The study investigated the emergence of toddlers’ regulatory strategies in aversive contexts. Forty-two toddlers were observed at 24 and 30 months of age using two paradigms designed to elicit fear and anger. We examined toddlers’ use of regulatory strategies at these two stages of life regarding the frequency of self-versus other-oriented strategies and of reactive versus more controlled behaviors. Results showed that the type and level of control of strategies used in toddlerhood in managing negative emotions depend on emotion (e.g., fear versus anger) and age. Toddlers used self-oriented strategies to regulate fear and other-oriented strategies to regulate anger. To manage fear, when toddlers got older, they increased the use of reactive strategies (i.e., releasing tension) and decreased the use of more purposeful strategies (i.e., dealing with the aversive stimulus). In contrast, to regulate anger, toddlers utilized an intermediate level of control (i.e., drawing the mother’s attention to themselves) and increased the use of this strategy with age. In addition, toddlers were able to select appropriate strategies for different stressors, and they increased with age the ability to adapt the strategies to the environmental conditions. Theoretical and practical implications are discussed.

Emotion Regulation in Toddlerhood: Regulatory Strategies in Anger and Fear Eliciting Contexts at 24 and 30 Months

Silvia Ponzetti;Maria Spinelli
;
Francesca Lionetti;Giulio D’Urso;Mirco Fasolo;Tiziana Aureli
2023-01-01

Abstract

The study investigated the emergence of toddlers’ regulatory strategies in aversive contexts. Forty-two toddlers were observed at 24 and 30 months of age using two paradigms designed to elicit fear and anger. We examined toddlers’ use of regulatory strategies at these two stages of life regarding the frequency of self-versus other-oriented strategies and of reactive versus more controlled behaviors. Results showed that the type and level of control of strategies used in toddlerhood in managing negative emotions depend on emotion (e.g., fear versus anger) and age. Toddlers used self-oriented strategies to regulate fear and other-oriented strategies to regulate anger. To manage fear, when toddlers got older, they increased the use of reactive strategies (i.e., releasing tension) and decreased the use of more purposeful strategies (i.e., dealing with the aversive stimulus). In contrast, to regulate anger, toddlers utilized an intermediate level of control (i.e., drawing the mother’s attention to themselves) and increased the use of this strategy with age. In addition, toddlers were able to select appropriate strategies for different stressors, and they increased with age the ability to adapt the strategies to the environmental conditions. Theoretical and practical implications are discussed.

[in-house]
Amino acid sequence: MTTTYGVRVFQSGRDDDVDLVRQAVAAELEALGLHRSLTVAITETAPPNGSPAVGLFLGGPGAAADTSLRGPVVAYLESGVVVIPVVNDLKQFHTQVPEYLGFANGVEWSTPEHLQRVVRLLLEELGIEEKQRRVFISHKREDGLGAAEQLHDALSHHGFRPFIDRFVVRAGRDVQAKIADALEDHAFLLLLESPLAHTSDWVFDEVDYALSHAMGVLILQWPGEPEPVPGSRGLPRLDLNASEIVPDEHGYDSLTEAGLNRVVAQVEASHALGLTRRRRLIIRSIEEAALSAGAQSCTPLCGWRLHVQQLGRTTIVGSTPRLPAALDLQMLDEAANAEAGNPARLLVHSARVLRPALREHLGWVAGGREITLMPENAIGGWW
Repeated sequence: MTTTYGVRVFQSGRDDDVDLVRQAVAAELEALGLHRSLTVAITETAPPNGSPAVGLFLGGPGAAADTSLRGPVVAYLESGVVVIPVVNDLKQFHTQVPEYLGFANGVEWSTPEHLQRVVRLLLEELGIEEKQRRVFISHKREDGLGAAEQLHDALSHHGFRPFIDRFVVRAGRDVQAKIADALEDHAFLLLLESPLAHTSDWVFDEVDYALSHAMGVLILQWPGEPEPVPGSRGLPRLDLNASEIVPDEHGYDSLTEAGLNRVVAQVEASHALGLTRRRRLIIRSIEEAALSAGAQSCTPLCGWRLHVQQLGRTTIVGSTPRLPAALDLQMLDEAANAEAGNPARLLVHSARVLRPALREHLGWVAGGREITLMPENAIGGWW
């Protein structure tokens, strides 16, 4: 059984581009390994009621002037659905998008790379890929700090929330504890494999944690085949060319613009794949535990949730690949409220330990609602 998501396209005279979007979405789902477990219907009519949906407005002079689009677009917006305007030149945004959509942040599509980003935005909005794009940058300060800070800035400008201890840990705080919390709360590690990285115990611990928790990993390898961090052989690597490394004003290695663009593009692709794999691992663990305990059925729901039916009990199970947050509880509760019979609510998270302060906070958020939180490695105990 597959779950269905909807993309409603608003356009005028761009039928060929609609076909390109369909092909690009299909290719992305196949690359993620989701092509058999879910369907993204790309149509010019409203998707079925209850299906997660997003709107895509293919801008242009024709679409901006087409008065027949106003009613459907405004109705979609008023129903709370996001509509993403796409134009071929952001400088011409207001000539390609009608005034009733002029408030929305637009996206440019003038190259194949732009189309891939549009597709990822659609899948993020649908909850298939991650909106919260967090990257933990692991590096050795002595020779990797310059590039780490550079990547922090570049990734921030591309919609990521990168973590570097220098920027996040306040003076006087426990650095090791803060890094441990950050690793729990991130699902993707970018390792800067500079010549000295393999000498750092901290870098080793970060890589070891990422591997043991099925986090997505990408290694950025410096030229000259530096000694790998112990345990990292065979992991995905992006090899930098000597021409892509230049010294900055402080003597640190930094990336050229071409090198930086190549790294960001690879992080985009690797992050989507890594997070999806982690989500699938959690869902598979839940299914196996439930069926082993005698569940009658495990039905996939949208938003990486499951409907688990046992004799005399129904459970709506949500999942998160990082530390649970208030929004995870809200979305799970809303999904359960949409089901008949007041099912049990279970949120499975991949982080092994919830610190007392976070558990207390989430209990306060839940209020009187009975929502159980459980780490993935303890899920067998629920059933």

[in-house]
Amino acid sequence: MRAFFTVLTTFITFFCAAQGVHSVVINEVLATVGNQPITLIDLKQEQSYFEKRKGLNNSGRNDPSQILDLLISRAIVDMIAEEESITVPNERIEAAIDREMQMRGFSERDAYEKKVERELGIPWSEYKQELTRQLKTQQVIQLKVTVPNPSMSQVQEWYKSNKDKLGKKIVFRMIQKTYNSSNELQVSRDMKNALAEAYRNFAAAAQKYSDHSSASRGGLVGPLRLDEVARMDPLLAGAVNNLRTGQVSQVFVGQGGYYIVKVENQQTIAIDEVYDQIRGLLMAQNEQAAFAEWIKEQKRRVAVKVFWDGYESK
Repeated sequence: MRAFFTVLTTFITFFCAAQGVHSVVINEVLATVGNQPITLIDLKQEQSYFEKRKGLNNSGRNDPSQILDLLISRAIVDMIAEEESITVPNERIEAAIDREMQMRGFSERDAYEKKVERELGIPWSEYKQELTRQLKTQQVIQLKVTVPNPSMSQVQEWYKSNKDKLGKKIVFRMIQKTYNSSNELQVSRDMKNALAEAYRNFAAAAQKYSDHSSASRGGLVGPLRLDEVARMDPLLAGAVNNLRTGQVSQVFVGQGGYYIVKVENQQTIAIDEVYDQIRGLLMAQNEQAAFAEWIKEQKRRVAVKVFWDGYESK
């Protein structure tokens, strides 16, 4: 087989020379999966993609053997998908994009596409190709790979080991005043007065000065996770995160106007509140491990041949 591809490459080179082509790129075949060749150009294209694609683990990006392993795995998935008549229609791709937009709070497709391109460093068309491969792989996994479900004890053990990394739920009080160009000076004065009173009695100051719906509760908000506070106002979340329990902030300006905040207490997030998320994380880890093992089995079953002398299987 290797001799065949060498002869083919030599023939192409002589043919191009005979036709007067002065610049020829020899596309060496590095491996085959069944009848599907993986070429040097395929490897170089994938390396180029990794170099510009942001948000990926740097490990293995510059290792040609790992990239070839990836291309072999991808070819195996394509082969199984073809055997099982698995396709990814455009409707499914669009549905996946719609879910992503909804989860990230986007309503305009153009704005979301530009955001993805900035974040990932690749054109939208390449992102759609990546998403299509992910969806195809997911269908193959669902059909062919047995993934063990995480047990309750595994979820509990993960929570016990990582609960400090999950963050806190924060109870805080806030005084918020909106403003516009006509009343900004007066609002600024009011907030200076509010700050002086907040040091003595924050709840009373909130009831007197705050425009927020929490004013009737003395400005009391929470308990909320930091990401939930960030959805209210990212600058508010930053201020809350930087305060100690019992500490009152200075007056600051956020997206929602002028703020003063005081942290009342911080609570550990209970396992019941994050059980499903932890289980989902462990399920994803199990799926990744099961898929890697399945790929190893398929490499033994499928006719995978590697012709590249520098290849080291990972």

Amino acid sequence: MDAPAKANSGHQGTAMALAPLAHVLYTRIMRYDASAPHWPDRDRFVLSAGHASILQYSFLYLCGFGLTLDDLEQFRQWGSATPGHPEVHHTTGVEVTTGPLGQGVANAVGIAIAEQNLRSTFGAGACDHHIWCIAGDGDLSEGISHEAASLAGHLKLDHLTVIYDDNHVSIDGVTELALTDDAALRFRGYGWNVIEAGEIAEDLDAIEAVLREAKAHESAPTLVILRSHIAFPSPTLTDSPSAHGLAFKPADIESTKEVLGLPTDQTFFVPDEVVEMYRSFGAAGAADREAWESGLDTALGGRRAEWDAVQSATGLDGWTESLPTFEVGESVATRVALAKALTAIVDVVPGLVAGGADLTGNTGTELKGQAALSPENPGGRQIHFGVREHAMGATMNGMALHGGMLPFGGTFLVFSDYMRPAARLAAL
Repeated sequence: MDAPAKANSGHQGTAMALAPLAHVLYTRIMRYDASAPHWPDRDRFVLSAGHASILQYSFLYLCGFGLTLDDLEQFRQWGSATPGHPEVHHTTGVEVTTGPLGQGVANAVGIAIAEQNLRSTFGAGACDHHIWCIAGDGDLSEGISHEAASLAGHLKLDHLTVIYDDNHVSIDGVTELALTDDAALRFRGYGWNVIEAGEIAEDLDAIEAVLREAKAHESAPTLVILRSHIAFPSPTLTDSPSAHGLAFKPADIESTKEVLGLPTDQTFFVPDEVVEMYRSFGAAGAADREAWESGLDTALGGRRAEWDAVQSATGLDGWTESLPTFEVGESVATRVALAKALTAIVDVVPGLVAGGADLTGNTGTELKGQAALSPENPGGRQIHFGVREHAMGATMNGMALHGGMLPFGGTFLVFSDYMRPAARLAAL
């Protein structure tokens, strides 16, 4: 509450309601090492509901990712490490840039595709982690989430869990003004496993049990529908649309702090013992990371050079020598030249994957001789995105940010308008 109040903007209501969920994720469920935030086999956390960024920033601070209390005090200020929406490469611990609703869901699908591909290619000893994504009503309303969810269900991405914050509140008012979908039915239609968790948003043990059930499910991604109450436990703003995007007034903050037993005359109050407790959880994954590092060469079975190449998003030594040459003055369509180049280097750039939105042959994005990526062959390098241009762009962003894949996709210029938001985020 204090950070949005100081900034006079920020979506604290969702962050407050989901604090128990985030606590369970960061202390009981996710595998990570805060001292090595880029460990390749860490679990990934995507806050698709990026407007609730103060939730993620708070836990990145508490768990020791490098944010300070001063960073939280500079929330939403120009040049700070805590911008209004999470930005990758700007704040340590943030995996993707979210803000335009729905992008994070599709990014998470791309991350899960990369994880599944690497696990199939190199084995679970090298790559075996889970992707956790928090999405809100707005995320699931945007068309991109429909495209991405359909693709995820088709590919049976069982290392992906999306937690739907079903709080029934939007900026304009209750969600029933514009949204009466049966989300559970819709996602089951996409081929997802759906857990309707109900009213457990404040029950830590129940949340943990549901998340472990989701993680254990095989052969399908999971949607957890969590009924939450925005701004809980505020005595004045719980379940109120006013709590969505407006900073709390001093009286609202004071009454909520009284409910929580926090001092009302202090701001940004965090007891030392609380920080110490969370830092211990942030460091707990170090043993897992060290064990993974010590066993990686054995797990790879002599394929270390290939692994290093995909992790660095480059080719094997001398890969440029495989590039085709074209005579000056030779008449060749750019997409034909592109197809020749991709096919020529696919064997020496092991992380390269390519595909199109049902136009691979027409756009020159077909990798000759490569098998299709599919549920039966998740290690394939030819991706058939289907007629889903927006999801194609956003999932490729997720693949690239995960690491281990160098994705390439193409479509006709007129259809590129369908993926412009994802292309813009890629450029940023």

File in questo prodotto:
File Dimensione Formato  
children-10-00878.pdf

accesso aperto

Tipologia: PDF editoriale
Dimensione 728.8 kB
Formato Adobe PDF
728.8 kB Adobe PDF Visualizza/Apri

I documenti in IRIS sono protetti da copyright e tutti i diritti sono riservati, salvo diversa indicazione.

Utilizza questo identificativo per citare o creare un link a questo documento: https://hdl.handle.net/11564/806570
Citazioni
  • ???jsp.display-item.citation.pmc??? ND
  • Scopus 1
  • ???jsp.display-item.citation.isi??? 0
social impact